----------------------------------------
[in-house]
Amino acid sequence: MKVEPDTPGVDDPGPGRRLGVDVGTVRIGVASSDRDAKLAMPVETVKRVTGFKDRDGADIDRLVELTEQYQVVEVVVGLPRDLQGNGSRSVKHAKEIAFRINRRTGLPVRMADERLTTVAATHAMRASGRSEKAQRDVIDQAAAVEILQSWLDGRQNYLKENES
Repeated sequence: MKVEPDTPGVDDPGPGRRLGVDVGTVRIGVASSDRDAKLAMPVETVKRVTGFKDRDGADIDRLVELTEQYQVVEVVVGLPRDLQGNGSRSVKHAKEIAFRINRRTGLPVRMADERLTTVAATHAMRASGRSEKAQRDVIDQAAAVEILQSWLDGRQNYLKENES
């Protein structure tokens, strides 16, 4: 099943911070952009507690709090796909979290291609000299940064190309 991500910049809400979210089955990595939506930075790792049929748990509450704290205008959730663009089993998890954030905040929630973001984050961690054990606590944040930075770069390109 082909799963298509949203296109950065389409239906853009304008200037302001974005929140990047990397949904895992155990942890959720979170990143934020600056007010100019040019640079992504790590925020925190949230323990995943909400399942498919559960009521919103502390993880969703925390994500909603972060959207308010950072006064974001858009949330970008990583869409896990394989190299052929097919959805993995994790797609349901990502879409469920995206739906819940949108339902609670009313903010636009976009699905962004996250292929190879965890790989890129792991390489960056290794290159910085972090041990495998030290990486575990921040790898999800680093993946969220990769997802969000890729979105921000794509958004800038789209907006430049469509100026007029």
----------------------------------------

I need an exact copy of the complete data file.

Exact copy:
[in-house]
Amino acid sequence: MKVEPDTPGVDDPGPGRRLGVDVGTVRIGVASSDRDAKLAMPVETVKRVTGFKDRDGADIDRLVELTEQYQVVEVVVGLPRDLQGNGSRSVKHAKEIAFRINRRTGLPVRMADERLTTVAATHAMRASGRSEKAQRDVIDQAAAVEILQSWLDGRQNYLKENES
Repeated sequence: MKVEPDTPGVDDPGPGRRLGVDVGTVRIGVASSDRDAKLAMPVETVKRVTGFKDRDGADIDRLVELTEQYQVVEVVVGLPRDLQGNGSRSVKHAKEIAFRINRRTGLPVRMADERLTTVAATHAMRASGRSEKAQRDVIDQAAAVEILQSWLDGRQNYLKENES
């Protein structure tokens, strides 16, 4: 099943911070952009507690709090796909979290291609000299940064190309 991500910049809400979210089955990595939506930075790792049929748990509450704290205008959730663009089993998890954030905040929630973001984050961690054990606590944040930075770069390109 082909799963298509949203296109950065389409239906853009304008200037302001974005929140990047990397949904895992155990942890959720979170990143934020600056007010100019040019640079992504790590925020925190949230323990995943909400399942498919559960009521919103502390993880969703925390994500909603972060959207308010950072006064974001858009949330970008990583869409896990394989190299052929097919959805993995994790797609349901990502879409469920995206739906819940949108339902609670009313903010636009976009699905962004996250292929190879965890790989890129792991390489960056290794290159910085972090041990495998030290990486575990921040790898999800680093993946969220990769997802969000890729979105921000794509958004800038789209907006430049469509100026007029």